Category Archives: National Park Adventures

Stories and images from my many hiking, backpacking, kayaking, canoeing, skiing, and family adventures in national parks in the U.S. and around the world.

May 18, 2015 Fishing at Lake 8522, Sawtooth Mountains, Idaho.

Photo Gallery: My Father-Son and Father-Daughter Adventures

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By Michael Lanza

The annual tradition began when my son, Nate, was five years old, and we hiked about a mile up a trail in the Boise Foothills, starting at a trailhead a 10-minute drive from our house, and camped beside a creek small enough to step over. It was the most mellow trip we’d take, and the closest to home, on the annual father-son outdoor adventure that we’ve come to call our “boy trip.” My daughter, Alex, two years younger, adapted that name and gave me a pass for my inferior gender when we began taking an annual “girl trip” together. Now it has grown into something bigger than any one, individual outing. Continue reading →

May 14, 2015 Grand Prismatic Geyser, Midway Geyser Basin, Yellowstone National Park.

New at The Big Outside: Ask Me Menu Page

In Ask Me, Backpacking, Family Adventures, Gear Reviews, Hiking, International Adventures, National Park Adventures, Paddling, Skiing, Skills   |   Tagged , , ,   |   Leave a comment

By Michael Lanza

Ever since I launched this blog almost five years ago, readers have emailed me with their questions about trips they’re planning, gear, taking kids on outdoor adventures, or some kind of outdoor skill. I always respond, and because my readers ask good questions, I share most of them, and my responses, in the feature I call Ask Me. I’ve now amassed enough Ask Me blog posts that it seemed to make sense to organize them onto a page, listed in several categories. Now, if you have a question for me, or are researching gear or a national park or any topic I write about at The Big Outside, go to my Ask Me page for a complete menu of all existing blog posts in which I’ve answered questions from other readers. Continue reading →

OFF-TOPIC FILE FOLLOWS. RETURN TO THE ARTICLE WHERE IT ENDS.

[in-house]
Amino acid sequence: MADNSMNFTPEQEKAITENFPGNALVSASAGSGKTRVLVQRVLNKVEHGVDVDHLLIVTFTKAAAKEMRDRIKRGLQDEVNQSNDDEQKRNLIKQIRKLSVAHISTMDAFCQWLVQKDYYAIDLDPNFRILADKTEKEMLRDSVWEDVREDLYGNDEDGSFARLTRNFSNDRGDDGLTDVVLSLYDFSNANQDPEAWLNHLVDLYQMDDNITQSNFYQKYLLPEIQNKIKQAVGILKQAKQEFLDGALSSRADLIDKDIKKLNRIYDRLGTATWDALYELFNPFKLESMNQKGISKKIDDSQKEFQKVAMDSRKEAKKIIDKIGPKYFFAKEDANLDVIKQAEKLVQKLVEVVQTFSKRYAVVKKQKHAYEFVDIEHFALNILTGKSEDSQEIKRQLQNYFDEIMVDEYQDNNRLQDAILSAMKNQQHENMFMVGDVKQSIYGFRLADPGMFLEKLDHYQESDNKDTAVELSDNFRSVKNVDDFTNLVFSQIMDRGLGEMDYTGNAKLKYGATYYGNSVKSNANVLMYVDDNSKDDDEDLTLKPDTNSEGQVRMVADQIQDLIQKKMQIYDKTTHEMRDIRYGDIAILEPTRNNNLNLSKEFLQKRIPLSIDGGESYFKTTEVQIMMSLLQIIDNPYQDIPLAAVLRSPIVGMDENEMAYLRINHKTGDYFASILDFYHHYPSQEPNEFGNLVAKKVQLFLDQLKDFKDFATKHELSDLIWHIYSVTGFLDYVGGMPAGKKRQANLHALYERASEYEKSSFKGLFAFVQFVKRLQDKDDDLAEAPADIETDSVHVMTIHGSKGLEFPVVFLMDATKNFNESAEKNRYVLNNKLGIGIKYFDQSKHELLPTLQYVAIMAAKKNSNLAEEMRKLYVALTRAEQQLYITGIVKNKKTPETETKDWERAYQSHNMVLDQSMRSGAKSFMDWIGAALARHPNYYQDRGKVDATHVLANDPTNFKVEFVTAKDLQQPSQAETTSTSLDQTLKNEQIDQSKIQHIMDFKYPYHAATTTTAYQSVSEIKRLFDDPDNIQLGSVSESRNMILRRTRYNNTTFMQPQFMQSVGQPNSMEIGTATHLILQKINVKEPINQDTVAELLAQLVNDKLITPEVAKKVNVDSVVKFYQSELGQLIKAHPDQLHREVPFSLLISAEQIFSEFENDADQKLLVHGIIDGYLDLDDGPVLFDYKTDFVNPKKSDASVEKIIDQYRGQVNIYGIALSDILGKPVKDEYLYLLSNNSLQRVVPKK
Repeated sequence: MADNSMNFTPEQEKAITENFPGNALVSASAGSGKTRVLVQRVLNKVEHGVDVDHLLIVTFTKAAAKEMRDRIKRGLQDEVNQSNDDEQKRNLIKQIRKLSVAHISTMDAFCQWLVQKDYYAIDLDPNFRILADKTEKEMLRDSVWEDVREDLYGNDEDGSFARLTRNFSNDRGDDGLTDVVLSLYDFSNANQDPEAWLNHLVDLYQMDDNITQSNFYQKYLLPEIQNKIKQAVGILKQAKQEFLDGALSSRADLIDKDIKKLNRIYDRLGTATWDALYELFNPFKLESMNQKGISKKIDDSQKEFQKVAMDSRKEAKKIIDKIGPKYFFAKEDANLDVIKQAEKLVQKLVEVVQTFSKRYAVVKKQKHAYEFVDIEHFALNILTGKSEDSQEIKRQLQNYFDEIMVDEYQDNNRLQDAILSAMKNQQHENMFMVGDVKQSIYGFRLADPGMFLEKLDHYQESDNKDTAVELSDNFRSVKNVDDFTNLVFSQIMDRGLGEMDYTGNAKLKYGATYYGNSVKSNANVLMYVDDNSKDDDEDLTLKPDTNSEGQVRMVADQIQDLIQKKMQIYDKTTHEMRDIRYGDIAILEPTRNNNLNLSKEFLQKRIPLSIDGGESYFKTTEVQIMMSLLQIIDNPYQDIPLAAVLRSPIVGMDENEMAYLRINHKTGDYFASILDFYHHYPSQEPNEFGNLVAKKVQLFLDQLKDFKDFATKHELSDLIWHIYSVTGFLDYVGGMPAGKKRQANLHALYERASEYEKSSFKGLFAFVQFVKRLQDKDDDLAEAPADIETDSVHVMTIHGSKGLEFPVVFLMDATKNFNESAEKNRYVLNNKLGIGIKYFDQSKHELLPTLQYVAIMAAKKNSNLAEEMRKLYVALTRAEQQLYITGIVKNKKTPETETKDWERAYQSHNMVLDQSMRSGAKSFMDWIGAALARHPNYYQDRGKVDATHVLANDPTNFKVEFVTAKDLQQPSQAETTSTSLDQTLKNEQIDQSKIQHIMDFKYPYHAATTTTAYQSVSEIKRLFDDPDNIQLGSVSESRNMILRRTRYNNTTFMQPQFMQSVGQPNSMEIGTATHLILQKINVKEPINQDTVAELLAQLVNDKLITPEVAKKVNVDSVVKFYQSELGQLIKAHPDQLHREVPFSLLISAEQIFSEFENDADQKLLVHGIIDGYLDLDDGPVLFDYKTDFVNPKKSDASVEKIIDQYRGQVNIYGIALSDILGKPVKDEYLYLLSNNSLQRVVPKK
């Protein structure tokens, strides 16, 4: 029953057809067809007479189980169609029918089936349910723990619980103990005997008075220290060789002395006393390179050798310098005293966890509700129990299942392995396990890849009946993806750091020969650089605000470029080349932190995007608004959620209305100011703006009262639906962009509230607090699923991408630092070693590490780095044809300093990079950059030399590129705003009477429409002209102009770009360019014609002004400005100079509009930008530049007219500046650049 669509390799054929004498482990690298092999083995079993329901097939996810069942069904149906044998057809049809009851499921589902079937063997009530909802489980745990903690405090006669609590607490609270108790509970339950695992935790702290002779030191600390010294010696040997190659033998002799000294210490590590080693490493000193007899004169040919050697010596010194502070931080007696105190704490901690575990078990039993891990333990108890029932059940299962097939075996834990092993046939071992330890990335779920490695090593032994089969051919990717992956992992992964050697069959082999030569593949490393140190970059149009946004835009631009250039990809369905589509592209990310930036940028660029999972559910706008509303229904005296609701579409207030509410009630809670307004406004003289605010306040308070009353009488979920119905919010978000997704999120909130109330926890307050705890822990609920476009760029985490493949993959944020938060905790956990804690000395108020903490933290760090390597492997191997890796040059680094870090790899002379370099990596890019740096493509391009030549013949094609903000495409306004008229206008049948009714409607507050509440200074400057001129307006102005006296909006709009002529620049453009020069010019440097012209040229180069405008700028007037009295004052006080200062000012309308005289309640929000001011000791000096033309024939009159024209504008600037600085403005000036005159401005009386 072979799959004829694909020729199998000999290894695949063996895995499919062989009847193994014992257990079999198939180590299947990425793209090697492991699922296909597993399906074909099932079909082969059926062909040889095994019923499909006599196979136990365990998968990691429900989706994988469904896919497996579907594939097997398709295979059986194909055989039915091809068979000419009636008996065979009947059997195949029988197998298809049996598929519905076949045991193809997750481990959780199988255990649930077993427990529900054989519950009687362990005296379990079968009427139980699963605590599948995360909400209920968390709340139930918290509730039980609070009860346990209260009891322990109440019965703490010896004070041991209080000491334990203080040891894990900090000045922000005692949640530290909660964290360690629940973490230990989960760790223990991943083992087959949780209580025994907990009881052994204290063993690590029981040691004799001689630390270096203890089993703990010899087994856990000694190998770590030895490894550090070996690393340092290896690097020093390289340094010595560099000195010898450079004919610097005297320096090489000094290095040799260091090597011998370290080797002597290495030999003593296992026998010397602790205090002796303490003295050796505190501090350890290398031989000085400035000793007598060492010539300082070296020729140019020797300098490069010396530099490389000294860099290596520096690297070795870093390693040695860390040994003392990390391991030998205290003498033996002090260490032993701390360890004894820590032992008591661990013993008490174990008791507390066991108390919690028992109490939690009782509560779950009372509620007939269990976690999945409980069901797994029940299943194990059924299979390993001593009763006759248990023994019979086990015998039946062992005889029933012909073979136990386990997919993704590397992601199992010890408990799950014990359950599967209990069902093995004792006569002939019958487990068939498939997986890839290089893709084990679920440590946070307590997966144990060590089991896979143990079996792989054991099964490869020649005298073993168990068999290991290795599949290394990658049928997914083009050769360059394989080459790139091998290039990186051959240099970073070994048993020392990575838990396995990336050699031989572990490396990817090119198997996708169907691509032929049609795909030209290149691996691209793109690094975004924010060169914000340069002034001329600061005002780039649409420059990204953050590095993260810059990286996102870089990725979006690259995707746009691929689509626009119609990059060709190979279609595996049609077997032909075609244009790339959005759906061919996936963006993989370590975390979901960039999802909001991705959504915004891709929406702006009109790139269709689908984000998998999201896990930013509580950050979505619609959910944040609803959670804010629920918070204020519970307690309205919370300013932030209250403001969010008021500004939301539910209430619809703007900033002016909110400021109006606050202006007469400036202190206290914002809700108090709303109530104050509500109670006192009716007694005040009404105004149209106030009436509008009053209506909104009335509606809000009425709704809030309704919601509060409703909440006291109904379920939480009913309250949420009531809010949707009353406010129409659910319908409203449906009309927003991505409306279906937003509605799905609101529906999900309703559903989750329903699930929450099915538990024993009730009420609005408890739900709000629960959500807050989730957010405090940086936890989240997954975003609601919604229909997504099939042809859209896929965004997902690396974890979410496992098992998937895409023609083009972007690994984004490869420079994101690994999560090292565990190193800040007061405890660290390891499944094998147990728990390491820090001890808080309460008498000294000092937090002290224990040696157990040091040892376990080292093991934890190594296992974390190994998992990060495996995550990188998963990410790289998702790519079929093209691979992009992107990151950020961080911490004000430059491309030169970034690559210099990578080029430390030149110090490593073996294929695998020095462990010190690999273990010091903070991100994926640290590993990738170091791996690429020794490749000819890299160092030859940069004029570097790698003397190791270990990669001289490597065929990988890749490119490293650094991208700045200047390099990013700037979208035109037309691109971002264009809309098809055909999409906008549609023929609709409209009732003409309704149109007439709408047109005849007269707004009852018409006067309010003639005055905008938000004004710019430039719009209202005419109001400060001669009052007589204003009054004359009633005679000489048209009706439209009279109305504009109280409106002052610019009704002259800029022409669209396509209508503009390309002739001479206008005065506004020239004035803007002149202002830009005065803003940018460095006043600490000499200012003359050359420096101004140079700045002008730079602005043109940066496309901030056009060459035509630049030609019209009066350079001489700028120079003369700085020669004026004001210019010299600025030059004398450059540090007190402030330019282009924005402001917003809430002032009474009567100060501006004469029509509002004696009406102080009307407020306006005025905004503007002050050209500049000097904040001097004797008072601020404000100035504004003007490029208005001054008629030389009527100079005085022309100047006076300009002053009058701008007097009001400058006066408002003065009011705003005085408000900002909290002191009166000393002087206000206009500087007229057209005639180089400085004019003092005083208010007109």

May 13, 2015 Hikers on Dog Mountain, Columbia Gorge, Washington.

Photo Gallery: My Best Wildflower Pictures

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By Michael Lanza

On a sunny, spring afternoon, we hiked through lush, quiet forest up the steep Dog Mountain Trail, on the Washington side of the Columbia River Gorge. After climbing more than 2,000 vertical feet (the trail ascends a calf-pumping 2,800 feet in three miles to the summit), we broke out of the shade of trees onto slopes carpeted with one of the best wildflower displays you’ll see anywhere. Climbing higher still, we got sweeping views across the gorge to the snow and glaciers of Mount Hood. But the wildflowers stole the show. Continue reading →

May 11, 2015 Hamilton Lakes, High Sierra Trail, Sequoia National Park.

Photo Gallery: 15 Nicest Backcountry Campsites I’ve Hiked Past

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By Michael Lanza

It is one of those unfortunate inevitabilities of life, like death and taxes: Occasionally on backpacking trips you will hike past one of the most sublime patches of wilderness real estate you have ever laid eyes on, a spot so idyllic you can already see your tent pitched there and you standing outside it, warm mug in your hands, watching a glorious sunset. But it’s early and your plan entails hiking farther before you stop for the day—not camping there. Or even worse, you are looking for a campsite, but someone else has already occupied this little corner of Heaven. Continue reading →

May 10, 2015 Hiking the Gunsight Pass Trail, Glacier National Park, Montana.

One Photo, One Story: Dayhiking the Gunsight Pass Trail in Glacier National Park

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By Michael Lanza

High above Gunsight Lake on Glacier National Park’s Gunsight Pass Trail, beneath a bluebird sky, I got this photo of my wife, Penny, standing on a ledge along a stretch where the trail makes a long traverse of a cliff face. A little while later, we passed a mountain goat grazing trailside. Popular with backpackers for its scenery, easy access, and relatively low commitment for distance, the 20-mile traverse of the Gunsight Pass Trail can be done in a day by fit hikers, because of its moderate grades and good footing. And what a spectacular day it is—an unforgettable way to sample Glacier National Park if you have the legs for it. Continue reading →

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